Posted on 6 Nov 2012 09:30:42 GMT
J Morrow says:
...or why not go for reasonably high quality and demand entropically encoded 192kHz/24bit or higher?

In reply to an earlier post on 7 Nov 2012 00:11:46 GMT
Nice idea, but I can't see it happening any time soon.
At least these comments pointed me in the direction of other purchasing options, even if they aren't proper hi-def.
It's a shame that places like don't cater for the type of music I favour, otherwise I'd be buying everything there.
Ah well, CD it is then.

In reply to an earlier post on 7 Nov 2012 21:43:35 GMT
Jim says:
Agree. I spent a long time trying to find this info on the help pages. Appalled that Amazon clearly have no concern for quality - pile 'em high, sell 'em cheap, that's the Amazon philosophy.

Posted on 7 Nov 2012 23:23:51 GMT
VBR isn't the devil, lossless codecs will employ something similar, albeit without losing audio quality, somewhere in the 900+ kbps range. Everything I have downloaded from Amazon has been around the 256 range, sometimes a little less. Going down to 160kbps mp3 (not even the old iTunes more sophisticated 160kbps AAC) is ridiculous though. Amazon really should get on the FLAC bandwagon, but the lack of iPod support means no big retailer is going near, which is a crying shame as that would potentially offer compressed lossless 24 bit/96k audio tracks. Guess we'll have to wait for the PONO player for that. Spotify uses 320 kbps Ogg Vorbis, so you could try that. The best option really is to buy the CD itself and convert the WAV file into whatever you want/need...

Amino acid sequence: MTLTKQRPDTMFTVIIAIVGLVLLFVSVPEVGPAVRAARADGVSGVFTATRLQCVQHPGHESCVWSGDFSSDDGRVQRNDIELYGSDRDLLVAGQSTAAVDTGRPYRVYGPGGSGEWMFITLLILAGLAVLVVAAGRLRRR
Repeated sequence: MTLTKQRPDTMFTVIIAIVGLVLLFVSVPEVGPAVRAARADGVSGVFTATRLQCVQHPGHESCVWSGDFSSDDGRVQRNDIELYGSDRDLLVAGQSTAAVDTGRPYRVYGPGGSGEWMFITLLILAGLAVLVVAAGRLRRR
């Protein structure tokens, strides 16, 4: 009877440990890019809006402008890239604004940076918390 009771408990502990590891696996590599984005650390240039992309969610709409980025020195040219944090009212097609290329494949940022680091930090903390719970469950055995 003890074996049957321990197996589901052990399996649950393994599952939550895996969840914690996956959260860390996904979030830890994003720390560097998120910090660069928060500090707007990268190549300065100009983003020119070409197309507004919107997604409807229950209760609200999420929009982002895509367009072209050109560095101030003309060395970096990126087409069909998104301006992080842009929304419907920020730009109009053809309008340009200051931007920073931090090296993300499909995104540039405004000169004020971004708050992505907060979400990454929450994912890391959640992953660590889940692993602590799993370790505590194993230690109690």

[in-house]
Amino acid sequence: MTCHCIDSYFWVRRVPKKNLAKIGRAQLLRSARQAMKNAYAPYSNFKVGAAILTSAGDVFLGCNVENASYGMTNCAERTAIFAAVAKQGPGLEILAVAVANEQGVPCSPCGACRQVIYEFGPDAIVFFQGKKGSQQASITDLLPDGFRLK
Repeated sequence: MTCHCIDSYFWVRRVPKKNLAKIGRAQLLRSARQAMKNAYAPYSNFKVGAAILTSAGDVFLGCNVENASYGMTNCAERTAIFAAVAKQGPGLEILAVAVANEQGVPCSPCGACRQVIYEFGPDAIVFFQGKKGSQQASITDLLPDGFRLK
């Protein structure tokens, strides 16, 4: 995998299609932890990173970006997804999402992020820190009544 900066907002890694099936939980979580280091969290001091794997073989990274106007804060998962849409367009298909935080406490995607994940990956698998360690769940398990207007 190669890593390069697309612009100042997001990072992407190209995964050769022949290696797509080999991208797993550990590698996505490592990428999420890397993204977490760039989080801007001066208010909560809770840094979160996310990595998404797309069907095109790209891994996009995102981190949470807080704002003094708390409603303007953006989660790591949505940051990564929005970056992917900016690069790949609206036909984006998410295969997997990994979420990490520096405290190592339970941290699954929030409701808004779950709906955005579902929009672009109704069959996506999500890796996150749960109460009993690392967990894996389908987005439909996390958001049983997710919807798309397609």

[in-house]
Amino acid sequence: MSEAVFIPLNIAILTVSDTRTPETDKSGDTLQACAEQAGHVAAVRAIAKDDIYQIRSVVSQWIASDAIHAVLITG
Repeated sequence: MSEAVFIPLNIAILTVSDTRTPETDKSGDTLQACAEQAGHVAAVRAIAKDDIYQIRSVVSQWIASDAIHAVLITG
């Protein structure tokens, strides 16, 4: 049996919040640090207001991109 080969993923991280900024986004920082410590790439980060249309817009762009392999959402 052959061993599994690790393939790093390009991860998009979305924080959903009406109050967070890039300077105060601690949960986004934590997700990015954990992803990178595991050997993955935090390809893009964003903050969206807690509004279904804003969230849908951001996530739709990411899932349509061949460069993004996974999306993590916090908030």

Posted on 8 Nov 2012 14:47:06 GMT
B Brown says:
As someone who has spent in excess of 1,000 on hifi and audio equipment (headphones, custom headphone amplifiers and DACs) I can safely say that I have absolutely no problem with Amazon offering VBR encoded MP3 files. For about 99% of cases you won't be able to tell the difference between Amazon's VBR and raw WAV ripped straight from a CD. Either the reproductive equipment won't be good enough to show differences, the recording itself won't be good enough to be distinguished (and keep in mind that recording quality is vastly more important than bitrate in terms of overall sound) or, shockingly, your ears won't be good enough to pick up the differences.